• Cigarette smoking, alcohol use, or illicit drug use during pregnancy
  • Exposure to second-hand smoke during pregnancy
  • Mother’s age and race
    • African-American women, women younger than 17 years old or older than 35 years, and poor women are at greater risk than other women
  • Male babies, associated with singleton premature birth
  • Certain lifestyle factors
  • Late or no prenatal care
  • Social and economic factors, such as domestic violence, lack of social support, low income, or stress
  • Long working hours or long periods of standing during pregnancy
  • Being underweight or overweight before pregnancy
  • Time between births, less than 6-9 months between birth and the beginning of the next pregnancy
  • Exposures to air pollution or lead and some solvents in drinking water during pregnancy

What are the known and/or potential risk factors for low birth weight births?

  • Cigarette smoking, alcohol use, or illicit drug use during pregnancy
  • Inadequate maternal weight gain during pregnancy
  • Infections in the fetus
  • Babies with certain birth defects
  • Placental problems that limit nutrients to the fetus
  • Social and economic factors, such as low educational level, low income, stress, and domestic violence
  • Mother’s age and race
    • African-American women and women younger than 17 years old or older than 35 years are at greater risk than other women

What are the known and/or potential risk factors for infant neonatal and postneonatal deaths?

  • Premature or low birth weight baby
  • Baby's exposure to secondhand smoke after birth [increases risk of Sudden Infant Death Syndrome (SIDS)]
  • Congenital birth defects
  • Respiratory Distress Syndrome
  • Smoking during pregnancy and/or exposure to secondhand smoke during pregnancy
  • Alcohol or illicit drug use during pregnancy
  • Mother's medical risk factors
    • Anemia
    • Diabetes
    • Pregnancy-induced hypertension
    • Inadequate nutrition and insufficient intake of folic acid (a B vitamin) before and during pregnancy
    • Infections during pregnancy - including reproductive tract infections, sexually transmitted diseases, and periodontal (oral) infections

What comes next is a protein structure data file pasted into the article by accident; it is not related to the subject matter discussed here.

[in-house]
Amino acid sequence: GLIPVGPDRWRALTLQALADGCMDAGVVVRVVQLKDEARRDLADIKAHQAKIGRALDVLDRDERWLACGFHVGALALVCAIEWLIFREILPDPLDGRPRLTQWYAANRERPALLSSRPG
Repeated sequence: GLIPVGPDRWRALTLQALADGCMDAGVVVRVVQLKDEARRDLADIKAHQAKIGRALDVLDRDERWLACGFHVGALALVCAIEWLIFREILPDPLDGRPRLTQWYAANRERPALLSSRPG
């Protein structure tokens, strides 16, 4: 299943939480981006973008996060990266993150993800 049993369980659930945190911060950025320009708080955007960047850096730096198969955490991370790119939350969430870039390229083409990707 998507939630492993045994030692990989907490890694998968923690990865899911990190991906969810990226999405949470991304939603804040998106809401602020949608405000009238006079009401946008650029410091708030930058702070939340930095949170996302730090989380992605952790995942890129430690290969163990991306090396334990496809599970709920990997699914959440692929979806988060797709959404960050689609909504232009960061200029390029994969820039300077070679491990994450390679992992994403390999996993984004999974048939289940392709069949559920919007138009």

• Complications of pregnancy/labor
    • Cord prolapse
    • Placenta previa
    • Abruptio placenta

What are the known and/or potential risk factors for infertility?

  • Age:
    • Women: mid-30s or older
    • Men: over 40 years of age
  • Alcohol use:
    • Women: There is no safe level of alcohol use during conception or pregnancy
    • Men: Heavy alcohol use can decrease sperm count and motility
  • Physical Activity and Overweight
    • Women: An inactive lifestyle and being overweight may increase the risk of infertility
    • Men: An inactive lifestyle and being overweight may decrease sperm count
  • Underweight:
    • Women: Risk of fertility problems for those with eating disorders, such as anorexia or bulimia and for women who follow a very low calorie or restrictive diet
  • Environmental factors: On the job exposure to pesticides, solvents, lead, cadmium, mercury, ethylene oxide, vinyl chloride, radioactivity, and x-rays may reduce sperm count. Motility and exposure to endocrine disruptors in cosmetics and other household products may affect fertility
  • Thermal factors: Exposure of the male genitals to elevated temperatures, such as through hot baths, whirlpools and steam rooms

What are the known and/or potential risk factors for affecting sex ratio (i.e., reduction in the number of male births)?

  • Smoking by a mother and/or father
  • Length of gestation
  • Age of mother and/or father at conception
  • Higher birth order
  • Exposure to environmental chemicals such as endocrine disruptors.

What is the Total Fertility Rate?

The Total Fertility Rate (TFR) indicates the average number of births to a hypothetical cohort of 1,000 women if they experienced the age-specific birth rates observed in a given year. The total fertility rate differs from the general fertility rate (GFR) (# of live births/women of reproductive age 15-44) in that it adjusts for age-specific differences in fertility and shows the potential impact of current fertility patterns on reproduction allowing for more valid comparisons of rates across time and space.

How are reproductive and birth outcome data collected?

Birth and reproductive health outcome data are collected by the Registry of Vital Records and Statistics. Medical data, such as birth weight and gestational age, are based on information supplied by hospitals and birthing facilities. Demographic and behavioral data, such as race and ethnicity and smoking during pregnancy, are supplied by the women who gave birth.